Friday, May 27, 2022

Radiation Trends

A few weeks ago I wrote about the normal seasonal cycle of infrared radiation that plays such an important role in the climate of Fairbanks (and everywhere else on the planet).  My real goal in looking at the radiation data was to examine the long-term trends: how much has longwave radiation changed in association with the rise in average temperatures?  And are there any notable changes in shortwave (direct solar) radiation?  (Apologies to those who find this an arcane topic, but at least one reader thought the last post was "fascinating"!)

Let's start with shortwave radiation, i.e. sunshine.  Here's a chart of the 12-month running average, both downward (red) and reflected upward (blue), and the net gain at the surface (black).  Recall that we're looking at data from the ERA5 reanalysis: it's a model, not pure observations, but the model is heavily constrained by satellite data and other inputs.

The shortwave annual means tend to jump up and down in summer because that's when solar radiation is by far the greatest; so an unusually sunny or cloudy month in summer can shift the 12-month average quite a bit.

As for trends, there is no significant trend in downward shortwave radiation, but according to ERA5 there is a decreasing trend in the reflected upward shortwave, particularly in the last 15 years or so.  Since 2007, the total upward shortwave radiation has been 7% lower than from 1950-2006.  This is significant, and I'll comment more below.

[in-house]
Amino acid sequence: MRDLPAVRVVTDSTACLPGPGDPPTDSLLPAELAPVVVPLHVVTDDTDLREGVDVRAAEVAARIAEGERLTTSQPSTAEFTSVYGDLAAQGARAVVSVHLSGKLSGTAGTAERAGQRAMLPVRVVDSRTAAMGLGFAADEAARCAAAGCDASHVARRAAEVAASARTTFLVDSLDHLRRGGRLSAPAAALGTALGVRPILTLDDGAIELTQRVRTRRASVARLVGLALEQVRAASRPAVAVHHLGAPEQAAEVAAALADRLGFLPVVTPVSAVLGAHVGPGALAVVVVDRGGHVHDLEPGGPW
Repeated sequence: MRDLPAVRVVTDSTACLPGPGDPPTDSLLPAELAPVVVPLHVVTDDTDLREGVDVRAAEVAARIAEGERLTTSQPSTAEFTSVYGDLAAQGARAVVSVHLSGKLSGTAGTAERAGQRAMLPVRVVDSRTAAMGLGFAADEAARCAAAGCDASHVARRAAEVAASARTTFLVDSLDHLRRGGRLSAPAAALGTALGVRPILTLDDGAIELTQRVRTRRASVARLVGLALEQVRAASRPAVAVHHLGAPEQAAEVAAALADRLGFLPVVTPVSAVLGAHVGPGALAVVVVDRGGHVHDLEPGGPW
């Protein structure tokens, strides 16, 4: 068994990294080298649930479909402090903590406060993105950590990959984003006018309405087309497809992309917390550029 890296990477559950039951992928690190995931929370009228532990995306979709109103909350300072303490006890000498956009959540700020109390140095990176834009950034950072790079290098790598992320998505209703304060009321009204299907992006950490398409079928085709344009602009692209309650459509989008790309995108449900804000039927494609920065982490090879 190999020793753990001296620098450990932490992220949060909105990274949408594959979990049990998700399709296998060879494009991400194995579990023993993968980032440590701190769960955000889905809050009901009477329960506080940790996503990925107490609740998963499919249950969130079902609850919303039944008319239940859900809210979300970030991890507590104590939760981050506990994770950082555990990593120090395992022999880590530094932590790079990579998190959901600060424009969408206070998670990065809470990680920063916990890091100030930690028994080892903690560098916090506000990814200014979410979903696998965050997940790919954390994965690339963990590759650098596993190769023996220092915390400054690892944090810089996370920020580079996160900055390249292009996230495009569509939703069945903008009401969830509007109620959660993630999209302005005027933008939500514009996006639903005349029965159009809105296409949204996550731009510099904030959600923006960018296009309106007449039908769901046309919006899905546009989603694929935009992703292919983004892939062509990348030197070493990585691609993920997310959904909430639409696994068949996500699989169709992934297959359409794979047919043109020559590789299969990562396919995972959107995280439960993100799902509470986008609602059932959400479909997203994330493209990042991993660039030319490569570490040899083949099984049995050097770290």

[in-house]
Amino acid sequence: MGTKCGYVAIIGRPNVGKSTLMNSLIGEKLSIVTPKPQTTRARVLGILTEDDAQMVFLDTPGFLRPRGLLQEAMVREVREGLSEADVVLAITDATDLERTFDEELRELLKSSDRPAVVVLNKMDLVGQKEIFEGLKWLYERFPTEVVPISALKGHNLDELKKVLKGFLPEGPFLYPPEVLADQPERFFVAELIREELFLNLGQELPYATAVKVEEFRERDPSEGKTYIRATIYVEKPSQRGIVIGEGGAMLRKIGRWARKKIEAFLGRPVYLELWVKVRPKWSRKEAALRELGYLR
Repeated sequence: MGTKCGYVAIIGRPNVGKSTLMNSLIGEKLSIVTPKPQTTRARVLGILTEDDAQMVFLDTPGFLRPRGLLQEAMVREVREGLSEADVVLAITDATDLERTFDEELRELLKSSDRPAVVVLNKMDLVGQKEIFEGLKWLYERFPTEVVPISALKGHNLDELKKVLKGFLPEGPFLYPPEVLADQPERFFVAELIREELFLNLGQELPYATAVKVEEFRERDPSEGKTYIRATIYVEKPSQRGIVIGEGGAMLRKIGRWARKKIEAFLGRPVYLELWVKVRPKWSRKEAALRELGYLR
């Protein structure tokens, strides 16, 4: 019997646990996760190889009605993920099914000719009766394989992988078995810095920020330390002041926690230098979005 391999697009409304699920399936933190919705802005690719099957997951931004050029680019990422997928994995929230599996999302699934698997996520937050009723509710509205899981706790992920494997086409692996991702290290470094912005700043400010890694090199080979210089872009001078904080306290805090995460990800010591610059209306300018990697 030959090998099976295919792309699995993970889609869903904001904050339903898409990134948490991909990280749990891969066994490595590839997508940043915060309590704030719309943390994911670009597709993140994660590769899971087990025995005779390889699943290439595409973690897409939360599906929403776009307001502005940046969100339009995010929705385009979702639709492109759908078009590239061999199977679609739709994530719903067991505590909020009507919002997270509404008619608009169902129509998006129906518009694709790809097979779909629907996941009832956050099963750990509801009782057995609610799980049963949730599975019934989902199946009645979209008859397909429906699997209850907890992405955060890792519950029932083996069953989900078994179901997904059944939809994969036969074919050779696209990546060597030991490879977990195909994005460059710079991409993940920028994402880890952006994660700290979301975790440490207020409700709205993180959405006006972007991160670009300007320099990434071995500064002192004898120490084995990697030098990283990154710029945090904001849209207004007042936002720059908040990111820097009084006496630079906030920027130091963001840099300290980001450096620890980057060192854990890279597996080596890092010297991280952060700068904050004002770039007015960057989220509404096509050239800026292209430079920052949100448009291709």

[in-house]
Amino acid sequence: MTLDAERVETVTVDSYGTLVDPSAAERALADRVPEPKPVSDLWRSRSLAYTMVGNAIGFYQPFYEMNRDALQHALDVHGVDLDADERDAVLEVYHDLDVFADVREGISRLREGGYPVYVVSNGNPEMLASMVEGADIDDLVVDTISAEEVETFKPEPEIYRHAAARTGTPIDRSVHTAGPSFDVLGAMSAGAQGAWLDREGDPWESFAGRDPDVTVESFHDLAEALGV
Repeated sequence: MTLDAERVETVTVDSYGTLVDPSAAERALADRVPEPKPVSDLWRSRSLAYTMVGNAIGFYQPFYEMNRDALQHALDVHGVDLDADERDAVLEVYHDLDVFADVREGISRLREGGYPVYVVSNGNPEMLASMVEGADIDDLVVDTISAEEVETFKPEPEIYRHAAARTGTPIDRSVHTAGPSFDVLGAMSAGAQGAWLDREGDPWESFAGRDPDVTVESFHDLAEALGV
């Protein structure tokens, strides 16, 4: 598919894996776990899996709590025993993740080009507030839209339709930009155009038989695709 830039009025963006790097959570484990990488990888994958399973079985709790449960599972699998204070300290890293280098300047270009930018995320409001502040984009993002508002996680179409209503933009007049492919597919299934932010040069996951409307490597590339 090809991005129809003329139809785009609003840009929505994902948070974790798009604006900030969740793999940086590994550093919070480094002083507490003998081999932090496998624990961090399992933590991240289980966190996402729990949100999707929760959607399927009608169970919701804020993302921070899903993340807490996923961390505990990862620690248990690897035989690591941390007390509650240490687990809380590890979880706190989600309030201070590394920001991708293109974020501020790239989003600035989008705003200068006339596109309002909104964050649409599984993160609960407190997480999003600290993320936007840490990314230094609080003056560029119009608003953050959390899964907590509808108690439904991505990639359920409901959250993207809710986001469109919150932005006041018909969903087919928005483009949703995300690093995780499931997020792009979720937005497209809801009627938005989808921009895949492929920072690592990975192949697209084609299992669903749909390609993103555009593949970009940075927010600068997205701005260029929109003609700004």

With incoming sunshine virtually unchanged and a decrease in reflection, the net gain of shortwave energy has increased slightly, but the change is a much smaller fraction of the average gain: only about a 1% increase since 2007 (for example).

How about longwave radiation?  As a reminder, longwave energy fluxes are a lot larger than shortwave, because they occur both day and night.  Longwave radiation is closely linked to average temperature, so it's no surprise to see a clear upward trend in both downward and upward fluxes: see below.  The downward flux is governed by the temperature and humidity of the air, and the upward flux is controlled by the ground temperature.

Notice the big jump in both upward and downward fluxes in 1976, when the Pacific climate regime (PDO phase) suddenly changed and Alaska warmed up dramatically.  Another significant increase in temperature and longwave fluxes has occurred in the past decade.

However, despite highly significant trends in the upward and downward components of longwave radiation, there has been absolutely no trend in the net longwave.  At first glance this is surprising to me: despite a warmer atmosphere aloft, with higher water vapor content and steadily increasing CO2, there has been no net gain in longwave energy at the surface.  This is because surface longwave emissions have increased by just the same amount (due to surface warming).

Let's look at the monthly breakdown of linear trends over the 72-year history of ERA5 data.  Every month has seen an increase in longwave fluxes, with the trends being statistically significant in more than half of the months.  The greatest trend has been seen in December: